The Malik Report
by George Malik on 07/12/14 at 12:58 AM ET
I had to finally give in and crash after a very hard week's worth of work and a travel day marred by that damn Cleary signing on Thursday, so I sat out Friday's fun while Paul manned the blog...
And of everything that "went down," I have to be incredibly blunt regarding the suggestions that neither the team nor a certain Daniel Cleary have to give a flying f*** what fans think about what the team does or who it signs:
If anyone understands that the armchair GM's and fans who either love to hear themselves talk and/or want to use sports as a means by which to find an excuse to argue, people who work on sports websites and blogs know at least a little bit about walk that knife-edge's tightrope between tuning out the inevitable white noise and holding oneself accountable to constructive criticism and earnest questions about the content and form of your work.
When the reaction to the Quincey and Cleary re-signings is so unbelievably and across-the-board negative, and both the most extreme and most moderate fan voices (hi! *waves*) have responded to the latter re-signing with one voice, "putting on blinders" regarding fan opinion is just arrogant and downright dangerous.
Fans do not run the Detroit Red Wings, though we sure try to do so. Fans do not know all of the information about the Red Wings' personnel or prospects that the management and coaches do, and fans are not blessed with 20+ years of experience in managing, coaching, medically treating or developing the prospects of a professional hockey team, nor would a fan-run team do anything less than trade everybody all the damn time and run a team into the ground.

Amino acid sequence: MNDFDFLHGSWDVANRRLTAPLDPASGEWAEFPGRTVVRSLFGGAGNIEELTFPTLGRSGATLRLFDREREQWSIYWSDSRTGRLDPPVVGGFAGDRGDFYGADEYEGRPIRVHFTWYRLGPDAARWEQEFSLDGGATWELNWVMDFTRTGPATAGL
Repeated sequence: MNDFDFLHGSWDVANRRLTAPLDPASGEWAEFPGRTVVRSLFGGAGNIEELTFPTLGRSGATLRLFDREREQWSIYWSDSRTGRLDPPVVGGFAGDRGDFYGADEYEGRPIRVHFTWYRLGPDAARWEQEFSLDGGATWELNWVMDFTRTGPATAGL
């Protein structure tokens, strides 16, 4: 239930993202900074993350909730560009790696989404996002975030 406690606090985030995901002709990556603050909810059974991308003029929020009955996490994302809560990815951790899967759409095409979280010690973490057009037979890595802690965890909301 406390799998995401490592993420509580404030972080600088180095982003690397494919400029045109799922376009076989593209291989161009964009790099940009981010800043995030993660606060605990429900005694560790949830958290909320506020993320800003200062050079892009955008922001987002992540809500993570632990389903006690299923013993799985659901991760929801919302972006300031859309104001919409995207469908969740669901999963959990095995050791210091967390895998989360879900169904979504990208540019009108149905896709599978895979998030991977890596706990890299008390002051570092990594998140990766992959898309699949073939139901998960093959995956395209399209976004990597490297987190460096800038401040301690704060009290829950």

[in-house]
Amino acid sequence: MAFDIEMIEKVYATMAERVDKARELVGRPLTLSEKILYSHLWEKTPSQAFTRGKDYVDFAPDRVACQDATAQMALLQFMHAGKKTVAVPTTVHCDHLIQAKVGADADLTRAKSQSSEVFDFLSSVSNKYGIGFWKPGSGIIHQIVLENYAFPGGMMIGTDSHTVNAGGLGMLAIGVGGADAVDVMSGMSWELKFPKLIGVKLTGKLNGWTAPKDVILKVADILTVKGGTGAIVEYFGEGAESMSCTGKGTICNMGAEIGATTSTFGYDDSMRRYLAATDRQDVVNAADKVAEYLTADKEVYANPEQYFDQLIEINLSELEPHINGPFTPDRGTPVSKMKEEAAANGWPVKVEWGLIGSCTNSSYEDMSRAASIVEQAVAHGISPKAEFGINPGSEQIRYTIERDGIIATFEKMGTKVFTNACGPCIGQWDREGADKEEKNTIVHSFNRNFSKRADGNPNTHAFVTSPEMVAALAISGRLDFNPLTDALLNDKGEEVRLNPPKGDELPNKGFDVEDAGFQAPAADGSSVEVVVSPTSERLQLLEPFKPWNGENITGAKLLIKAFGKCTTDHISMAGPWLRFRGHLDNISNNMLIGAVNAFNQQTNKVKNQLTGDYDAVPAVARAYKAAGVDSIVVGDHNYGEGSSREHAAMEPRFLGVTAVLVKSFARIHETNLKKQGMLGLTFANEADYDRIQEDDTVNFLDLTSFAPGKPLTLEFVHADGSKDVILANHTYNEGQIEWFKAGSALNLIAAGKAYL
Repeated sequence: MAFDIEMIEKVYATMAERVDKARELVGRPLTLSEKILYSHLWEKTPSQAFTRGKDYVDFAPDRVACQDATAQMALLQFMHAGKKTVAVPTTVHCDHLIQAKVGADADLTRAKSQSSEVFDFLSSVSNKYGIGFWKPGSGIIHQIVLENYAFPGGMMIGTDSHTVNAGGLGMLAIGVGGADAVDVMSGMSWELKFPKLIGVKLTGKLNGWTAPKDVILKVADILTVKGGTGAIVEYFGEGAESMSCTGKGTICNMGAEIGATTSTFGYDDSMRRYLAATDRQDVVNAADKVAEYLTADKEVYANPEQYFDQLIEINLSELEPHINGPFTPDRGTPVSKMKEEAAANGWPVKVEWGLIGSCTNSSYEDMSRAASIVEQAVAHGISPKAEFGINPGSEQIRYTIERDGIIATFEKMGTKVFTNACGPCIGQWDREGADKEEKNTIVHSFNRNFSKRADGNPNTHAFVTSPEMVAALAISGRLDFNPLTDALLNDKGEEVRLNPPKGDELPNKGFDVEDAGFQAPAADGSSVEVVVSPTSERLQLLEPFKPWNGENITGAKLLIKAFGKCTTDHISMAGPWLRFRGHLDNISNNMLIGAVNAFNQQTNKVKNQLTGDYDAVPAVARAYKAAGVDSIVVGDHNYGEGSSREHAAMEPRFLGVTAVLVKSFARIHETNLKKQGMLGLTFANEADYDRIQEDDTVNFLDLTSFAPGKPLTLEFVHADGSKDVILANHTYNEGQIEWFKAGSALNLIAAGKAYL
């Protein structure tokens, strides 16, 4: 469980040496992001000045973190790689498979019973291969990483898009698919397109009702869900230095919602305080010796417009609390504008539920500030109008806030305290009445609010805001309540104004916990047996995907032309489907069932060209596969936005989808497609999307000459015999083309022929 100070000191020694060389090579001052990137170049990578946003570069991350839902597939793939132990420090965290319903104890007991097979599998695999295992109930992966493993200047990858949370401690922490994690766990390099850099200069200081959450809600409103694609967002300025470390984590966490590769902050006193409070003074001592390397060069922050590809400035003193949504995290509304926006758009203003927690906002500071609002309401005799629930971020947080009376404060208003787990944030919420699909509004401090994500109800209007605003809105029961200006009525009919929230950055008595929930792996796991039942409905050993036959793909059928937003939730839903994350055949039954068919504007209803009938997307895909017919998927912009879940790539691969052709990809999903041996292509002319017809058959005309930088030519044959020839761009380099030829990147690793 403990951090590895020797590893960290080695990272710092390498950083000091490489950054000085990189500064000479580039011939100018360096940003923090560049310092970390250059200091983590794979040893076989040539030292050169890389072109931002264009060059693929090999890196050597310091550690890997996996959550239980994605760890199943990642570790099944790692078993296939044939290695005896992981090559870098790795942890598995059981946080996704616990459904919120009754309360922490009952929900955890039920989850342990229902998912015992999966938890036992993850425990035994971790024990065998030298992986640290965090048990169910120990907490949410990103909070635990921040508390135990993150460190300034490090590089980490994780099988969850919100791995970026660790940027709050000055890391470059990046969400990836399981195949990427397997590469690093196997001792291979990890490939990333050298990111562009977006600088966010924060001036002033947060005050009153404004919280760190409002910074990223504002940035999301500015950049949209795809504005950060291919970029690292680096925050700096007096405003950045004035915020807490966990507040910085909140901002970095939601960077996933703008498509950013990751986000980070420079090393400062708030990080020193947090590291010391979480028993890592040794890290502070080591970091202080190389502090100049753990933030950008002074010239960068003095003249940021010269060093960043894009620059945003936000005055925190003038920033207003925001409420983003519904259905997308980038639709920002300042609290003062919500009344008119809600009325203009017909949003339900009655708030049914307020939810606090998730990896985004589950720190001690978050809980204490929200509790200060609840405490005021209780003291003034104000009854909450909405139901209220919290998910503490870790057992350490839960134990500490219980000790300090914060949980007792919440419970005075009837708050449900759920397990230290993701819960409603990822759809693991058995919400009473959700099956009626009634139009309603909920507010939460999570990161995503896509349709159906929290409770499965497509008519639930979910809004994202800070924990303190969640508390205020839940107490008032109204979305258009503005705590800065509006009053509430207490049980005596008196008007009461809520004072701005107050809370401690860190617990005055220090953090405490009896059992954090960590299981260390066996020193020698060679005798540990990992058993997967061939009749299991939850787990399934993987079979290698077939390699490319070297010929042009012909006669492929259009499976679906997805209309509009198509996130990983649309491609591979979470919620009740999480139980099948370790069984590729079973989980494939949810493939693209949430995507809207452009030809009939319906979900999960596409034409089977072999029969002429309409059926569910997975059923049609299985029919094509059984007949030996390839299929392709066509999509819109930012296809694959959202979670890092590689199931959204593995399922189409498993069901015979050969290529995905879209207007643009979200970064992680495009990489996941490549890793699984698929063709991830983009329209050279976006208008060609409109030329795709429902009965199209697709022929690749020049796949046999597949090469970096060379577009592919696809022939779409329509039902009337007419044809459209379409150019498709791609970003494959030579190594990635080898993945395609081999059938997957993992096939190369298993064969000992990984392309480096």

Fans do have a voice, however: fans vote with their dollars, in the form of TV and radio ratings, web hits, merchandise sales, ancillary business and especially in terms of ticket sales.
We're fickle, we're overly controlling, we're "bipolar" in the old-school "Manic-Depressive" sense of the word, we're ridiculously verbose and we have the particularly ill-timed habit of believing that "we know best" when we have the least information.
But we're not stupid, and after witnessing Daniel Cleary lose his job to younger, cheaper, healthier and simply better-contributing players twice, only to be given his job back over and against the wishes of those who support the team's supposed belief in its youth movement and its supposedly-accurate and now seemingly-hypocritically-hollow "the player who performs best will earn spots on the team" ethos--this time, in the form of a 1-year deal with a base salary of $1.5 million, a no-trade clause and a bonus of $1 million (likely "tolled" to the 2015-2016 season's cap figure) for what Capgeek reports is all of 10 damn games played (which might be his season-high given the way Cleary's derivatively-arthritic knees, chronically-injured groin and 80,000-miles-of-city-driving-on-Detroit's-city-streets body tend to behave)...
That's a STUPID contract awarded to a player who simply hasn't earned the dangerous and possibly team-destructive level of loyalty he's been awarded.
Red Wings fans might be a tree full of Brazil nuts, but we're not that stupid--and we know stupid when we see it. Bringing Daniel Cleary back is plain old stupid.
Hell, USA Today's Kevin Allen may have offered best reason as to why free agents haven't signed with the Red Wings for the past three or four summers--witnessing the Wings continue to make contradictory lateral signings leaves outsiders puzzled as to what the hell the team's direction might be:
Detroit Red Wings: D